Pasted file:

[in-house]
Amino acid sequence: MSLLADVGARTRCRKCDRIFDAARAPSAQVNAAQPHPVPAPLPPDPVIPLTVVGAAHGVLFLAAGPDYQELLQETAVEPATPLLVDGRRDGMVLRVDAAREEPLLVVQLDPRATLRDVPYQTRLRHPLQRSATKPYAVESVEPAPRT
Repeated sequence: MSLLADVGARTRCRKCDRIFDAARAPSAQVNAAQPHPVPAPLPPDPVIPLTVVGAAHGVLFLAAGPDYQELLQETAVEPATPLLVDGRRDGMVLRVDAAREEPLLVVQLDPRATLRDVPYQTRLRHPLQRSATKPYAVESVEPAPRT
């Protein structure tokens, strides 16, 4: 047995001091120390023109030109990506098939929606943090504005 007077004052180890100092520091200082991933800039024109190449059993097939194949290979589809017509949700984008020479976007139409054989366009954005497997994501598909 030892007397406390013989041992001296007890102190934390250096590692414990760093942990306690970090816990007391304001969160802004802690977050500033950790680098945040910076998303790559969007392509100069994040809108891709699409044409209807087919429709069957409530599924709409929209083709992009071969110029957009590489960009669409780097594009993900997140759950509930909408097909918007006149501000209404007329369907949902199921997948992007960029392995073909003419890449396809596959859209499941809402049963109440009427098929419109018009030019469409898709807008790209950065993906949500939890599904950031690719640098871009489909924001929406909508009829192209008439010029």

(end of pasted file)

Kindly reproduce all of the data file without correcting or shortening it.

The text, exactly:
[in-house]
Amino acid sequence: MSLLADVGARTRCRKCDRIFDAARAPSAQVNAAQPHPVPAPLPPDPVIPLTVVGAAHGVLFLAAGPDYQELLQETAVEPATPLLVDGRRDGMVLRVDAAREEPLLVVQLDPRATLRDVPYQTRLRHPLQRSATKPYAVESVEPAPRT
Repeated sequence: MSLLADVGARTRCRKCDRIFDAARAPSAQVNAAQPHPVPAPLPPDPVIPLTVVGAAHGVLFLAAGPDYQELLQETAVEPATPLLVDGRRDGMVLRVDAAREEPLLVVQLDPRATLRDVPYQTRLRHPLQRSATKPYAVESVEPAPRT
């Protein structure tokens, strides 16, 4: 047995001091120390023109030109990506098939929606943090504005 007077004052180890100092520091200082991933800039024109190449059993097939194949290979589809017509949700984008020479976007139409054989366009954005497997994501598909 030892007397406390013989041992001296007890102190934390250096590692414990760093942990306690970090816990007391304001969160802004802690977050500033950790680098945040910076998303790559969007392509100069994040809108891709699409044409209807087919429709069957409530599924709409929209083709992009071969110029957009590489960009669409780097594009993900997140759950509930909408097909918007006149501000209404007329369907949902199921997948992007960029392995073909003419890449396809596959859209499941809402049963109440009427098929419109018009030019469409898709807008790209950065993906949500939890599904950031690719640098871009489909924001929406909508009829192209008439010029």